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Old 05-16-2013, 05:03 PM   #21
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Yeah, it says that in their little summary but that wasn't what the participants experienced, at least from what they told me. They got back the money they put in but not the gains they had gotten over the years. The bit they tell you about as accrued interest (in the article) I think was a small part of the gains from over the years. They felt ripped off. This info was received from people crying in the bathroom, swearing in the hallways or banging their head on their desk. I was not in it so I'm relaying hearsay.

Edit: It also took a long time for the whole thing to settle out and for many people they didn't know if they would get anything back during that time, nor could they transfer anything out of the fund as it was all frozen. Lots of lost opportunity cost and sleepless nights for those near retirement that had most or all their 401K in there.

2nd Edit: To give you an idea of the timeline:
The Trust Advisors Stable Value Plus Fund (the "Fund"), filed a voluntary bankruptcy petition on September 30, 2005.
The Fund emerged from bankruptcy on August 14, 2006. Between 2006-2009, distributions were made to plan and trust investors (equity holders) [2.29MB] that are on the list filed with the Court on January 12, 2006.
Understood. From what I have seen in the industry today, stable value plans are today run in a far more conservative manner than this fund was run, and I believe that the vast majority of funds were run more conservatively than Trust Advisors back in 2006.
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Old 05-16-2013, 05:21 PM   #22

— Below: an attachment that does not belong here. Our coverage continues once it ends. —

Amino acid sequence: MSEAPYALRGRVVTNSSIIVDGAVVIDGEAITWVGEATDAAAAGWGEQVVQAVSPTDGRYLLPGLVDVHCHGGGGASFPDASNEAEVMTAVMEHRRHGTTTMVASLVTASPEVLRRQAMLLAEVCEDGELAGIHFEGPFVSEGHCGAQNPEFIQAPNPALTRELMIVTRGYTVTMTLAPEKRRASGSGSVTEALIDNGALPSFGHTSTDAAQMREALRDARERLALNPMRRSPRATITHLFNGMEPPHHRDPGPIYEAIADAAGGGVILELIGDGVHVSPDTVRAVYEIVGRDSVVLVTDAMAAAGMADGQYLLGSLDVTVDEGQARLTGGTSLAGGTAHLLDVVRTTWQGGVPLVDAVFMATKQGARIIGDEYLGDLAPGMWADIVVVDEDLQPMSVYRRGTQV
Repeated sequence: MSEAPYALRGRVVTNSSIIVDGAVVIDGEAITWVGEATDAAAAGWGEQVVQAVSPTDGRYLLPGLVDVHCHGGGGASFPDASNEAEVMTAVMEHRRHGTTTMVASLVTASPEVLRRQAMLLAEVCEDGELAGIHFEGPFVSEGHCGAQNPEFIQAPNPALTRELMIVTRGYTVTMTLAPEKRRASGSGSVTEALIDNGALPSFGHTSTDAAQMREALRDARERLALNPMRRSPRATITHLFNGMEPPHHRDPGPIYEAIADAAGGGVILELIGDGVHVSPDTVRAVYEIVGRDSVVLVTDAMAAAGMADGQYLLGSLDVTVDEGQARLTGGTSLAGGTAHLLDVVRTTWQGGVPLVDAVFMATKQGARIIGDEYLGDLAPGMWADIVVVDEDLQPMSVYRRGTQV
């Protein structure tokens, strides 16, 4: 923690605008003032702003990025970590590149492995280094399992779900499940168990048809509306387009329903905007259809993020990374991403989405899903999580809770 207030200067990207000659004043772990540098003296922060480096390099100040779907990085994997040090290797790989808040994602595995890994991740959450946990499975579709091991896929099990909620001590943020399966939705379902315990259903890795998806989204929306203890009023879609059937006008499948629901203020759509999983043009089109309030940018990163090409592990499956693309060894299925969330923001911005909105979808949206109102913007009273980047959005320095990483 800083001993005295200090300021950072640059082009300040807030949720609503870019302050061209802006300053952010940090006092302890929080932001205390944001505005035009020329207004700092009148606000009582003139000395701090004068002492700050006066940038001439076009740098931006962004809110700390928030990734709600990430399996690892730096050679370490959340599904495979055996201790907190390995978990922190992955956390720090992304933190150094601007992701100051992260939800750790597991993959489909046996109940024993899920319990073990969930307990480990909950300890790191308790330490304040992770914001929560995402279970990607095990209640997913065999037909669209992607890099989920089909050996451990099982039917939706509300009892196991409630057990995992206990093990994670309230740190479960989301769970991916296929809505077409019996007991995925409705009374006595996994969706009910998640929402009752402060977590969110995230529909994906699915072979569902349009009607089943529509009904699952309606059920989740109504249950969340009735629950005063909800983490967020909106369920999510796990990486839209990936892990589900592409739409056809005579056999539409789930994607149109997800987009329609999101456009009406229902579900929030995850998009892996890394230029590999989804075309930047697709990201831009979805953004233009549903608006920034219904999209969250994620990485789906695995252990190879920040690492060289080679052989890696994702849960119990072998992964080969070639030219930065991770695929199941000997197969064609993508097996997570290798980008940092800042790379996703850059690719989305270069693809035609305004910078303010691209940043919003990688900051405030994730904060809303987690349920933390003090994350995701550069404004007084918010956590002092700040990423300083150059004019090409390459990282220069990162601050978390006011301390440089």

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Understood. From what I have seen in the industry today, stable value plans are today run in a far more conservative manner than this fund was run, and I believe that the vast majority of funds were run more conservatively than Trust Advisors back in 2006.
I'm sure they are but this and several other things that have happened to me over the years remind me not to have too much in any one place. These include:
  • Account at Scott Trade where balance of IRA went to zero over night. Took 3 weeks (and many phone calls by me) for them to track it down and restore my account. Never told me what happened. I noticed it, not them. Glad I was paying attention.
  • Account at bank where $4K was transferred out to unknown account. Was fixed over night. No apology, no explanation. Also caught by me. Glad I was paying attention.
  • 401k offered company stock was in mystery units (not publicly traded units). Mystery stock was exchanged for new spun out companies. New mystery spun out companies was later exchanged back into mystery units of company stock. Account value plummeted. I was too young to know I should have questioned it and figured there was govt oversight of these things and accounting oversight so things must be on the up and up. But now I know there really isn't any oversight and I should have tried to figure out what shenanigans were being done. Had multiple $100K reductions in value...